Posts Tagged ‘ Terri Lyne Carrington ’

Terri Lyne Carrington – The Mosaic Project: Love and Soul

Then comes the romantic side of jazz. Drummer Terri Lyne Carrington dives deep into the realm of charm, affection and personal relationships with The Mosaic Project: Love and Soul (Concord Records, 2015).

Each of the 12 songs is fronted by a different vocalist. Carrington and the singers are accompanied by a variable lineup of all-female musicians. They are: Amy Bellamy, piano, keyboards, organ, Rhodes, Elin Sandberg, bass on “Come Sunday”; Angie Swan, guitar and acoustic guitar; Tia Fuller, alto saxophone and flute; Negah Santos and Zayra Pola, percussion; TLC, drums, programming, “additional” guitar and backing vocals; Rhonda Smith, Linda Oh and Meshell Ndegeocello, bass; Linda Taylor and Felicia Collins, guitar; Tineke Postma, soprano sax; Paulette McWilliams, background vocals on “For You to Love”; Valerie Simpson, piano on “For You to Love”; Rachel Z, Rhodes, keyboards and piano; Melissa Aldana, tenor sax on “For You to Love”; Elena Pinderhughes, flute; Tanya Darby, Arnetta Johnson and Ingrid Jensen, trumpet; Netta Ranaan, tenor sax; Geri Allen, piano on “Somebody Told a Lie”; Lalah Hathaway, background vocals on “Imagine This”; Lauren Fuller, keyboards, piano, Rhodes; Merissa Magdael-Lauron, trombone; Alyson Williams, background vocals; Patrice Rushen, piano and Rhodes; Helen Sung, Rhodes on “Can’t Resist”; Regina Carter, violin on “You Just Can’t Smile It Away”; Grace Kelly, soprano sax solo on “When I Found You”; DJ Val Jeanty, turntable on “When I Found You.”

The singers, in order of appearance, are Natalie Cole, Chaka Khan, Oleta Adams, Jaguar Wright, Valerie Simpson, Nancy Wilson, Chante Moore, Lalah Hathaway, Carrington, Paula Cole, Ledisi and Lizz Wright.

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Terri Lyne Carrington – Money Jungle

Grammy-winning drummer Terri Lyne Carrington has been haunted by Duke Ellington. More to the point, she’s been haunted since first hearing a recording she picked up in a discount bin around 2003. It was a trio recording featuring Ellington with bassist Charlie Mingus and drummer Max Roach: Money Jungle. That recording was a commentary on the ongoing battle between art and profit.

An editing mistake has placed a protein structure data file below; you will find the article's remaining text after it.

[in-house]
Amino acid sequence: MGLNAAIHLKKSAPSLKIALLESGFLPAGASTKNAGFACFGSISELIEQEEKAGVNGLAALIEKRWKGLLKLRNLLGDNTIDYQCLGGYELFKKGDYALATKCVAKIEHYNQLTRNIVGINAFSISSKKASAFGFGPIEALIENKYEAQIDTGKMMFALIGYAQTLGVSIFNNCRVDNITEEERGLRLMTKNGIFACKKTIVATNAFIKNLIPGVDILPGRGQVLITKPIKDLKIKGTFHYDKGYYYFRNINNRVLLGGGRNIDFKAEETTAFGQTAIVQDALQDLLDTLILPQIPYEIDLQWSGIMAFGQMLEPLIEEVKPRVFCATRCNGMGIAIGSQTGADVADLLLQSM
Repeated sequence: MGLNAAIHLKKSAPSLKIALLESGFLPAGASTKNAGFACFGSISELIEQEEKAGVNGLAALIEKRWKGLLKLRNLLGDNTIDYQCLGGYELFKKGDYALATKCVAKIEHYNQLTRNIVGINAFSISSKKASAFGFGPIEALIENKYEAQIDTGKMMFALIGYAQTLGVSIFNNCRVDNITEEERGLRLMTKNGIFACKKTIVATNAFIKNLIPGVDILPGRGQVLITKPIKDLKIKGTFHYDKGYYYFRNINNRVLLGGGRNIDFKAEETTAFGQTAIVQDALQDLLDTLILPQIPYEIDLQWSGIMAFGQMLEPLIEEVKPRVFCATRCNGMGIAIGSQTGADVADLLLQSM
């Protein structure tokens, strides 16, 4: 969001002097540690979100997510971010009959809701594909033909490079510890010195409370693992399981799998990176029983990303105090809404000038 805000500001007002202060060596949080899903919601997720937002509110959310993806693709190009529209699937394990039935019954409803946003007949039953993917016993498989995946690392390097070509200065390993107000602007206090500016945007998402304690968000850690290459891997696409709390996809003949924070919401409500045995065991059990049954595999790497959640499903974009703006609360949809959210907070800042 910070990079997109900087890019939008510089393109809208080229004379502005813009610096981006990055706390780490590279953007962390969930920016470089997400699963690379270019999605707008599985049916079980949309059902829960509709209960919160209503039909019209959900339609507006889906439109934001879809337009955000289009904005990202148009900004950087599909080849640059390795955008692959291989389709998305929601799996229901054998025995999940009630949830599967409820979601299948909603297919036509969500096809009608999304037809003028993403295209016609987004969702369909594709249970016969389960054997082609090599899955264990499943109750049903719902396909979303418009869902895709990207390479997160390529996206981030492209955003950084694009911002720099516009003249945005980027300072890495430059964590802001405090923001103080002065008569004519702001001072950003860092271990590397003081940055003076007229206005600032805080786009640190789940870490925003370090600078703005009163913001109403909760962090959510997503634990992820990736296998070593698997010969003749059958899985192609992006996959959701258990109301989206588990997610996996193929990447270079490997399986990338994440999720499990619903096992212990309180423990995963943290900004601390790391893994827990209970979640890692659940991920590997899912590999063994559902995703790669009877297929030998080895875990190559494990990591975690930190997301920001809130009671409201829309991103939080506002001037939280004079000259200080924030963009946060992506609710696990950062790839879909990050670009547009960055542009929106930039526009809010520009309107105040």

Carrington decided to bring in keyboardist Gerald Clayton and bassist Christian McBride to recapture the spirit of that recording, while making it fresh with her own interpretations. Money Jungle (Concord Jazz, 2013) features the trio with eight arrangements of Ellington’s music, plus two originals by Carrington and one by Clayton. Others who contribute here and there are Robin Eubanks, trombone; Tia Fuller, alto flute; Antonio Hart, flute; Nir Felder, guitar; Arturo Stable, percussion; Shea Rose and Lizz Wright, voice tracks; Herbie Hancock, the voice of Ellington on “Rem Blues/Music”; and Clark Terry, voice and trumpet on “Fleurette Africain.”

The title track’s opening voice-over paints a vivid picture: It’s all about money, set to the backdrop of Carrington’s toms. Then the band kicks in, with McBride’s snapping bass licks helping set the tone and Clayton taking point. The song, as stated by the voice-over, is a dark look at the world and the cynical view that people only exist to make money – not for their material gains but to keep the machine going. The closing sequence of the song is overlaid with actual sound bites of political figures speaking about current economic issues, including Martin Luther King Jr. and Presidents Bill Clinton and Barack Obama.